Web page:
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K - Act. 15: Lots of Labels

Main Core Tie

Social Studies - Kindergarten
Standard 1 Objective 2


Utah LessonPlans


This lesson plan gives you several ideas on how to use labeling in your classroom to help students connect print with a message.




  • pictures or photos of local buildings which children visit often
  • labels and logos
  • name card for each of the children that can be placed on a graph (e.g., die cuts with magnetic tape on the back)

Additional Resources

I Read Sign by Tana Hoban
I Read Symbols by Tana Hoban

Background for Teachers

Environmental print is one of the first places that children connect print with a message. It is a natural connection between learning to read and reading for a purpose in our community. You can have environmental print in your room by labeling items and procedures in your classroom such as tables, chairs, sink, etc, as well as class schedules, class rules, and other signs. You can also bring in print from the community through labels, pictures, and other means.

Intended Learning Outcomes

Intended Learning Outcomes
1. Demonstrate a positive learning attitude.

Process Skills
Symbolization, data collection and interpretation, classification

Instructional Procedures


Invitation to Learn
Write the following question on a graph (your whiteboard or chalkboard works well for this). "Have you been to _______?" In the blank write a local restaurant, store, or other place children have visited. Use the picture or logo instead of the words. Underneath make a table with "yes" and "no" columns. As children come into class, have them pick up their name card and place it under the appropriate heading.

Have a child come up and help you "read" the graph. Read each word, including environmental print, and point to it as it is said. Have the helper lead the class in counting the number of name cards on the "yes" side and writes that number at the bottom of the graph. Next, count the number of name cards on the "no" side. Help him or her to write that number on the bottom. Ask the children which one has more. You can line them up side by side to compare if need be. Then have the helper child circle the larger one and cross out the small one (or some symbol you want to use to indicate smaller and larger. I would not introduce the greater than/less than sign until after much practice with this graph, if at all. It is not required in the core to know the symbol, just the concept of greater and less than.)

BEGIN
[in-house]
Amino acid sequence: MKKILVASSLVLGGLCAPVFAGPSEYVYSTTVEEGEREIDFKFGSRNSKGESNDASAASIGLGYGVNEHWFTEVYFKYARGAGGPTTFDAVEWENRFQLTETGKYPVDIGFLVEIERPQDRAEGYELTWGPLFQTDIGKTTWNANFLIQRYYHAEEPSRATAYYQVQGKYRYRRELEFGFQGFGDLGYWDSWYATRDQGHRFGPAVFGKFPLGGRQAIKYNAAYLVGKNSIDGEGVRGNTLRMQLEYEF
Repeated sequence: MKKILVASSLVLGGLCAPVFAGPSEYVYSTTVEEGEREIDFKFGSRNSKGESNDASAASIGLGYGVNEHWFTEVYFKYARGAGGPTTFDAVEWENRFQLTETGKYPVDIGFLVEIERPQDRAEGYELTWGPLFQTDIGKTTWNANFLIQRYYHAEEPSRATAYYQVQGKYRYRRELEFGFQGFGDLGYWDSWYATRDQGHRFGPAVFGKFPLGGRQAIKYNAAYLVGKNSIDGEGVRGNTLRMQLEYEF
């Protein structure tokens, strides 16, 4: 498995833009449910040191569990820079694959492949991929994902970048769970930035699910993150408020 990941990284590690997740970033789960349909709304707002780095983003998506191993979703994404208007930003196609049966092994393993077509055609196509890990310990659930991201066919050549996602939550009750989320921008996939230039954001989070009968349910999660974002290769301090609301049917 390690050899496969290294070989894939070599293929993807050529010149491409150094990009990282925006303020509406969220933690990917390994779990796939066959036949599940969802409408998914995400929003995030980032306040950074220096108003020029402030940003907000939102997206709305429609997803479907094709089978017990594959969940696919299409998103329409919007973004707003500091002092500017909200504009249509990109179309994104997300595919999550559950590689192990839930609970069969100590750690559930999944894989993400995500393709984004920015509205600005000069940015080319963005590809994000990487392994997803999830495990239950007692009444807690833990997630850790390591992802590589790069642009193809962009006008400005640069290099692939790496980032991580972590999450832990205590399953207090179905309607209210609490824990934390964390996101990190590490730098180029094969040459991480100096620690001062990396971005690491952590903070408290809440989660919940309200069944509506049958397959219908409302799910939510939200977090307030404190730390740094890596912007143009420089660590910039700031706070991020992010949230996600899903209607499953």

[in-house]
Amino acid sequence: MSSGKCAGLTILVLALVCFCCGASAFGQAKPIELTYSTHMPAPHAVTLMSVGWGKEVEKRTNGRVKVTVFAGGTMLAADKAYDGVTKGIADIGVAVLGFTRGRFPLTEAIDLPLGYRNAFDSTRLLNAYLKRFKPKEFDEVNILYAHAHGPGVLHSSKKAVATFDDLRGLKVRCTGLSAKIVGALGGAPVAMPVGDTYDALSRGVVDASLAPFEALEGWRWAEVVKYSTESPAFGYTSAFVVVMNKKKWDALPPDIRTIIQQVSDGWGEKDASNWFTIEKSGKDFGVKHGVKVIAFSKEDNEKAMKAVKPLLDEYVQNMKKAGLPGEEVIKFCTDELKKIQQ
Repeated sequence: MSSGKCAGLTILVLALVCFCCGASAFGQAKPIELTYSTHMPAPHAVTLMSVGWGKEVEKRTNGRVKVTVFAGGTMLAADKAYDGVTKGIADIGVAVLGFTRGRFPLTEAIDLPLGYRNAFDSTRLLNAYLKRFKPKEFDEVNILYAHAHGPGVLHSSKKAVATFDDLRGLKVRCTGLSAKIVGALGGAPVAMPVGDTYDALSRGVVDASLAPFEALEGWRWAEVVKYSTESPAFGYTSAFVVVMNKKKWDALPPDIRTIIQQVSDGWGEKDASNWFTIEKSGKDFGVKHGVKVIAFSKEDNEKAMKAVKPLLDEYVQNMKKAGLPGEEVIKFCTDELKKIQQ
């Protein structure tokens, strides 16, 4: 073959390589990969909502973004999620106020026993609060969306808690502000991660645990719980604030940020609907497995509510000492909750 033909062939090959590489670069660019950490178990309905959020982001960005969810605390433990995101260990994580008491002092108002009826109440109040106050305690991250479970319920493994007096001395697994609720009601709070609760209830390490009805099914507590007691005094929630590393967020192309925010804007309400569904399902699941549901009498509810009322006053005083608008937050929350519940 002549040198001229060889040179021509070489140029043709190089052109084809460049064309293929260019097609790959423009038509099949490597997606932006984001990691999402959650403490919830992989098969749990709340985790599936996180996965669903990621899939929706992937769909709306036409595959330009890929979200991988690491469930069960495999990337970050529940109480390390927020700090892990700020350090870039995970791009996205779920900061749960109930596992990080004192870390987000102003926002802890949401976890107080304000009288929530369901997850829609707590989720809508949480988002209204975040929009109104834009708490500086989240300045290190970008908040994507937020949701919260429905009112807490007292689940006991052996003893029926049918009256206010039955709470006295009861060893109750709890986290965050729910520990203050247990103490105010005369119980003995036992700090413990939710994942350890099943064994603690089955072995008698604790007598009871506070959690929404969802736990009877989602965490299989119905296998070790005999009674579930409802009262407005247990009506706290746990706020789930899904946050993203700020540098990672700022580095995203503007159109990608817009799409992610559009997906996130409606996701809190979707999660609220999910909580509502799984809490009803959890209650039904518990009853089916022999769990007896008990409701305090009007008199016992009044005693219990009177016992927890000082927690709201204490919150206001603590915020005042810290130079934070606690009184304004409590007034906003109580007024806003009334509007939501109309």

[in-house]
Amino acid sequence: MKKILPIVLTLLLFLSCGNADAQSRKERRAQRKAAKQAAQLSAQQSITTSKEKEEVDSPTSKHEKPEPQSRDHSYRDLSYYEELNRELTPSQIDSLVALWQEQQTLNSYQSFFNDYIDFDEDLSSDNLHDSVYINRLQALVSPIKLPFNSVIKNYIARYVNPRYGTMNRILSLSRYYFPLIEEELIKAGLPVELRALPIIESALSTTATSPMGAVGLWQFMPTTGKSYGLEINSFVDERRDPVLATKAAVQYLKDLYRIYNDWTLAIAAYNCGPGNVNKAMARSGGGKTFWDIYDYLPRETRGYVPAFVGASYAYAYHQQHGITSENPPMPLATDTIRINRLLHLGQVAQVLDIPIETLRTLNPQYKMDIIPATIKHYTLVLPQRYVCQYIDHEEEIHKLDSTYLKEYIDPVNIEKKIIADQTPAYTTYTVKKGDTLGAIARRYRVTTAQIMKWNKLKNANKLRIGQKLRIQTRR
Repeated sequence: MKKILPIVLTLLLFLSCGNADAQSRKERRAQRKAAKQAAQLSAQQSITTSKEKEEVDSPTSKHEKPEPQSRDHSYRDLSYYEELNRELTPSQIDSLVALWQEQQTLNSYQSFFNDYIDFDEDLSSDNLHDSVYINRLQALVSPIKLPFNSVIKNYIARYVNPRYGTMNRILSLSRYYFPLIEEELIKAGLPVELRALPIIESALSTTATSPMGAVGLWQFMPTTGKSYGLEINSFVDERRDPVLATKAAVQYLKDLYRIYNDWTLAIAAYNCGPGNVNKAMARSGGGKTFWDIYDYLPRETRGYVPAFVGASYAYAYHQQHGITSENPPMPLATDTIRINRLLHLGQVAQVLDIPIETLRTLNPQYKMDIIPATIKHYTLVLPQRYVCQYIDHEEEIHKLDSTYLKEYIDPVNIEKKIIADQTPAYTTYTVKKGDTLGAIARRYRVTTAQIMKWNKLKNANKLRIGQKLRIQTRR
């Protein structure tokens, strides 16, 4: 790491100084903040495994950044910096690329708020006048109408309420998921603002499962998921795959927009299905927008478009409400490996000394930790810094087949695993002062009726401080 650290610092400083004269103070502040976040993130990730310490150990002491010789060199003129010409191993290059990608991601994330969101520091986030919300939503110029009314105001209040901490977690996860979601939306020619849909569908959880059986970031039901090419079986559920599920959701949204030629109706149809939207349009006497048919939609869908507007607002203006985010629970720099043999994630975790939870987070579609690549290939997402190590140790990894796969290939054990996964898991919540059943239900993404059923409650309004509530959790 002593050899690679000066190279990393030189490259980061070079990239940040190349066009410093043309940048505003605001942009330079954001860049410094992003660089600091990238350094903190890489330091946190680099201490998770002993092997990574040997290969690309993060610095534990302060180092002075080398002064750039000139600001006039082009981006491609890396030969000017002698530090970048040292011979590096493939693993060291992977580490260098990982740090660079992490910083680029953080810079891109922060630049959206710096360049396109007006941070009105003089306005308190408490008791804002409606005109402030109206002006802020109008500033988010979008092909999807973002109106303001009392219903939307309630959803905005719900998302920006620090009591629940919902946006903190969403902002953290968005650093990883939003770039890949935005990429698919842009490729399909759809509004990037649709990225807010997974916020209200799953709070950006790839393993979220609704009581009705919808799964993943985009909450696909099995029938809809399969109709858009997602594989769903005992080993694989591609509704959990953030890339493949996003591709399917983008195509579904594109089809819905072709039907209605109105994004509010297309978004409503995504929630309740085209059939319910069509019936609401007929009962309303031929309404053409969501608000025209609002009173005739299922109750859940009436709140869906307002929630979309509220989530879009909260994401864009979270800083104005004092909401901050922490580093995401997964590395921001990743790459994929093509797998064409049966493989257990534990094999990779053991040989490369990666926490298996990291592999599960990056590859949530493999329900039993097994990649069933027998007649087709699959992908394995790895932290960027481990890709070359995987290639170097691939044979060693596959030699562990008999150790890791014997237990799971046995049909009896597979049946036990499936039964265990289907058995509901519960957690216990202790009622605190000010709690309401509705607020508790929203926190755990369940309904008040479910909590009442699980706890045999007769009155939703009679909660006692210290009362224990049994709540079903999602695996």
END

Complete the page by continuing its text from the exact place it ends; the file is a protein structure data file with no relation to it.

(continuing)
Instructional Procedures

  1. Aa

    No Aa

    Ask the children, "How did you know what this word said?" Discuss that there are some words they already know how to read. They know what the word is telling them. They know the message of the symbols.
  2. Show some examples of environmental print and see if they can read them.
  3. Model concepts of print: Read it from left to right. Point out capitals and any punctuation. Identify what is a word and what is a picture.
  4. Ask if they can identify any letters they have studied and the sounds associated with that letter (e.g., M is for the "M" sound in Moose).
  5. Choose a letter to focus on. Let's use "A" as an example. Using a simple classification graphic organizer, label them "Aa" and "no Aa."
  6. Model for the class how to look for this letter in each word. If it contains an "Aa" place it on a stack on the "Aa" side. If it doesn't, place it on the "no Aa" side. After modeling with a few examples the process used to look for the letter, you can do some quick assessment to see if they are ready for independent work (e.g., "Thumbs up if it has an Aa. Thumbs down if it doesn't." Or "Turn to your neighbor and tell them whether it has an Aa or not"). You can also call individual children up to place the card in the appropriate spot.
  7. Place the cards and classifying graphic organizer at a center and let children sort them in small groups or independently. You may wish to have several graphic organizers with other letters available for further practice.


Possible Extensions/Adaptations

  1. Sort the cards into other categories, such as a color, shape, numbers, etc.
  2. Create an “I like _______” book in class with labels or pictures of things and places they like. Model this with some interactive writing. Guide the children as you call up a child to write a letter, then another student to write the next, etc. Write several examples together as a class before having them work independently.

Family Connections
Have the children bring in pictures or labels from home to read. You can have the children create predictable high frequency wordbooks to read at home. Provide pages with sentences such as “I go to McDonalds.” “I go to Smiths.” “I go to Wal-Mart.” “I go home.” and appropriate pictures. Children will make the book and then read it to each other and their parents. Share a variety of options for teachers to explore and use.

Assessment Plan

Observe children as they sort the cards. You can do a cut and paste sheet of six to eight environmental print words and a classifying graphic organizer, just like the center. Parent letters, both before and after the unit, could request feedback of student behaviors regarding reading environmental print.

Created: 08/06/2003
Updated: 02/04/2018